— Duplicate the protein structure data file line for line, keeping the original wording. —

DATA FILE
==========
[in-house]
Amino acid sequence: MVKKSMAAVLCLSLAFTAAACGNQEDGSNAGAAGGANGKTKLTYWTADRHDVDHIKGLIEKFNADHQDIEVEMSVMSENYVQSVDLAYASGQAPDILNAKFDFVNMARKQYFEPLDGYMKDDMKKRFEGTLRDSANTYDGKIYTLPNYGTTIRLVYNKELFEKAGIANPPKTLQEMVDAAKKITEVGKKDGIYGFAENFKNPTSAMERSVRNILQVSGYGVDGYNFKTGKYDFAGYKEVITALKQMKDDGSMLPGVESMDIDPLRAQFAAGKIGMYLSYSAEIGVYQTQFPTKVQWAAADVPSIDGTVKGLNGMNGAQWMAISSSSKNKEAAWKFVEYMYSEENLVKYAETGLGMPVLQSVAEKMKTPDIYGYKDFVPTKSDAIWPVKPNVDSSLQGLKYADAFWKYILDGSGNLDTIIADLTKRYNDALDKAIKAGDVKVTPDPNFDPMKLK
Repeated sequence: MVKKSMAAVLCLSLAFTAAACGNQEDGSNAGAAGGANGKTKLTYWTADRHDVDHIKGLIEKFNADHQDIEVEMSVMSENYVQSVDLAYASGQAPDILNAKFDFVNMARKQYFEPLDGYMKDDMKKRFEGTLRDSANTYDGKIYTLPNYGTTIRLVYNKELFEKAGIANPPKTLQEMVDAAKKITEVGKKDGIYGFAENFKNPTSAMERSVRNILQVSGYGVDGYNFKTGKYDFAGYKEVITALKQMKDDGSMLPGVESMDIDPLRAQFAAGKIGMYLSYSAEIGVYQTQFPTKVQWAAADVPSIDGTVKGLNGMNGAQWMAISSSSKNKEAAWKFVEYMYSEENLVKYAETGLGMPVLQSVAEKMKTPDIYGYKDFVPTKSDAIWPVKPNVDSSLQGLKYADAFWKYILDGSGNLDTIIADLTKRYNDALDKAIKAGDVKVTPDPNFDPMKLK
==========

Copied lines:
[in-house]
Amino acid sequence: MVKKSMAAVLCLSLAFTAAACGNQEDGSNAGAAGGANGKTKLTYWTADRHDVDHIKGLIEKFNADHQDIEVEMSVMSENYVQSVDLAYASGQAPDILNAKFDFVNMARKQYFEPLDGYMKDDMKKRFEGTLRDSANTYDGKIYTLPNYGTTIRLVYNKELFEKAGIANPPKTLQEMVDAAKKITEVGKKDGIYGFAENFKNPTSAMERSVRNILQVSGYGVDGYNFKTGKYDFAGYKEVITALKQMKDDGSMLPGVESMDIDPLRAQFAAGKIGMYLSYSAEIGVYQTQFPTKVQWAAADVPSIDGTVKGLNGMNGAQWMAISSSSKNKEAAWKFVEYMYSEENLVKYAETGLGMPVLQSVAEKMKTPDIYGYKDFVPTKSDAIWPVKPNVDSSLQGLKYADAFWKYILDGSGNLDTIIADLTKRYNDALDKAIKAGDVKVTPDPNFDPMKLK
Repeated sequence: MVKKSMAAVLCLSLAFTAAACGNQEDGSNAGAAGGANGKTKLTYWTADRHDVDHIKGLIEKFNADHQDIEVEMSVMSENYVQSVDLAYASGQAPDILNAKFDFVNMARKQYFEPLDGYMKDDMKKRFEGTLRDSANTYDGKIYTLPNYGTTIRLVYNKELFEKAGIANPPKTLQEMVDAAKKITEVGKKDGIYGFAENFKNPTSAMERSVRNILQVSGYGVDGYNFKTGKYDFAGYKEVITALKQMKDDGSMLPGVESMDIDPLRAQFAAGKIGMYLSYSAEIGVYQTQFPTKVQWAAADVPSIDGTVKGLNGMNGAQWMAISSSSKNKEAAWKFVEYMYSEENLVKYAETGLGMPVLQSVAEKMKTPDIYGYKDFVPTKSDAIWPVKPNVDSSLQGLKYADAFWKYILDGSGNLDTIIADLTKRYNDALDKAIKAGDVKVTPDPNFDPMKLK